Written by: Bryant Dillon, Special to CC2K
Fanboy Comics‘ Bryant Dillon reviews the rerelease of the comic book adaptation.
Every geek has his or her holy grail. That one item, autograph, or collectible they’ve heard about, seen on the internet, but never viewed in person. Somehow, it’s always been just out of reach, out of price range, and, more often than not, out of print. My geek holy grail was, for a long time, Alien: The Illustrated Story by Archie Goodwin and Walter Simonson. In my early comic collecting years, I was a fanatic for Dark Horse’s Aliens comic line. While Dark Horse published adaptations of Aliens, Alien 3, and Alien: Resurrection, they never tackled the first film. At some point, this fact was discussed in a fan letter column and through the editor’s response, I discovered that in 1979 there was a comic adaptation of Alien featured in Heavy Metal. The editor made it clear that it was a rare find, and in the years before the internet, I considered it my holy grail – the item I would continuously search for but most likely never find. Years later, via the miracle of the internet, I was able to view the comic from pages that had been scanned and assembled as a PDF online. It was exciting to finally see the story and art I had hoped to view for so long, but, as a collector, it still lacked that tangibility of owning my own copy and seeing it fit in that space on the Aliens comic shelf that was so rightly set aside for it.
Well, my fellow comic book sniffers, I’ve not only seen the grail, I now hold it in my hands! After thirty years of being out of print, Titan Books and Twentieth Century Fox Consumer Products are releasing a brand new edition of Alien: The Illustrated Story that has been completely and meticulously restored using the original artwork from Walt Simonson’s studio! I was lucky enough to receive an advance copy of this gorgeous book (must be the close relationship I have with my local Weyland-Yutani rep), and I’m happy to let you know that it is a masterpiece and easily worth twice the amount of the $14.95 price tag.
Comic book movie adaptations can be an odd beast. In my experience, they often leave the reader feeling like something magical is missing from the pages. And, it’s a rough task to create a movie adaptation that must compete with the original film version. The film always receives more finances, more time, and more promotional support and will always be the definitive version in the public’s mind. While Alien: The Illustrated Story doesn’t surpass the film, it is one of the best translations of film story to sequential art that I’ve ever read. The tone and horror of the film are deftly captured in Goodwin’s writing, and Simonson’s art is absolutely stellar. I have no doubt that the unsuspecting souls who experienced this story first in the pages of Heavy Metal instead of on film were sure to have been just as disturbed and petrified by the tale as those in the theater. The book’s large-scale format only enhances this feeling by lending a cosmic epicness to Simonson’s breathtaking splash pages.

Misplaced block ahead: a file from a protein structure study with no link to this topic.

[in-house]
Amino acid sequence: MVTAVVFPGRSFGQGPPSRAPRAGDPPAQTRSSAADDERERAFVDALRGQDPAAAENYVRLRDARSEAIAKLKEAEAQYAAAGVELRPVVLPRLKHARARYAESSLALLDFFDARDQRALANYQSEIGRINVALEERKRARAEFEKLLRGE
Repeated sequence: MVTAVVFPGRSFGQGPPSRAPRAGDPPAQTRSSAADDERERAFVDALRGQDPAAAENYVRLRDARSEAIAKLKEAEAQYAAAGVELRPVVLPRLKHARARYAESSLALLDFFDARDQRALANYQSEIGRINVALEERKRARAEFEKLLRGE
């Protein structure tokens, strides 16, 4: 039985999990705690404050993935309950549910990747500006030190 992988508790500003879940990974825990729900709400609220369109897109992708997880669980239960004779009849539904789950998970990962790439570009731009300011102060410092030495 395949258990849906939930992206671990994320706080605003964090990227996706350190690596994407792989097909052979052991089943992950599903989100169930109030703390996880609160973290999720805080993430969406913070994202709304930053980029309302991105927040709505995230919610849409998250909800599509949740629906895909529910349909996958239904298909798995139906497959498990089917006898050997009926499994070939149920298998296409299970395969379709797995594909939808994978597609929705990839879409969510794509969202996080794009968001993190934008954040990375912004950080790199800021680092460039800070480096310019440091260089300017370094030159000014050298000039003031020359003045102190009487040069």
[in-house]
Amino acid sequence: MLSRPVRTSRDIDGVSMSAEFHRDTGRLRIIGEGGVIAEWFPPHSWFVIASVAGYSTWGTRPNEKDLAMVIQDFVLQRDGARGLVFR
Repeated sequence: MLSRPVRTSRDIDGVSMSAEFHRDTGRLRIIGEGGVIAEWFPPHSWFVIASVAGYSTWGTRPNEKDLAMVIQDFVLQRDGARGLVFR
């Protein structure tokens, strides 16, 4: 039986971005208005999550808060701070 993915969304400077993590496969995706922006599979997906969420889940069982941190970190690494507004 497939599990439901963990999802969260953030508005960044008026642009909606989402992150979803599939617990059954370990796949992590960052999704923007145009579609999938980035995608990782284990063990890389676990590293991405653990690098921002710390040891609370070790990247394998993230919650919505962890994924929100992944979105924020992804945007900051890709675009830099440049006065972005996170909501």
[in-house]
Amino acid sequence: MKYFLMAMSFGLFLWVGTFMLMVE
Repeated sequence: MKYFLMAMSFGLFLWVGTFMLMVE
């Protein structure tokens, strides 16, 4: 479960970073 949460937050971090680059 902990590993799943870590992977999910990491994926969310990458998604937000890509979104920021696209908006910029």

While being a successful adaptation (Frank Miller actually called it “ . . . the only successful movie adaptation ever done in comics . . . ”), the book also has just enough unique content to make it interesting for a hard-core Alien fanatic like myself. There are several scenes containing cut material from Alien’s original script, variations of the death scenes of major characters, and the beautiful addition of a Joseph Conrad quote to start the book: “We live as we dream – alone.” Conrad is well known for writing his novel, The Nostromo, which also happens to share its name with Ellen Ripley’s ill-fated ship.
I do have one complaint, and it’s an extremely small one: with a book this beautiful, why isn’t it a hardcover? I promise to forgive Titan Books for this oversight, as long as they publish a hardcover version down the road, perhaps with some excellent bonus content from Goodwin or Simonson. No, I don’t have any problem paying for an additional hardcover copy, even though I have the soft cover, as well. Trust me, neither will you!
That’s the end of my transmission, gang!
This is Bryant the Comic Book Slayer . . . last surviving comic book sniffer of the Nostromo . . . signing off.
Bryant Dillon is the President of Fanboy Comics, an online conglomerate of geek media, providing its readers with daily reviews, interviews, and podcasts that span the pop culture spectrum. For more interviews, blogs, and reviews by Bryant and the FBC staff, check out the Fanboy Comics website at www.fanboycomics.net.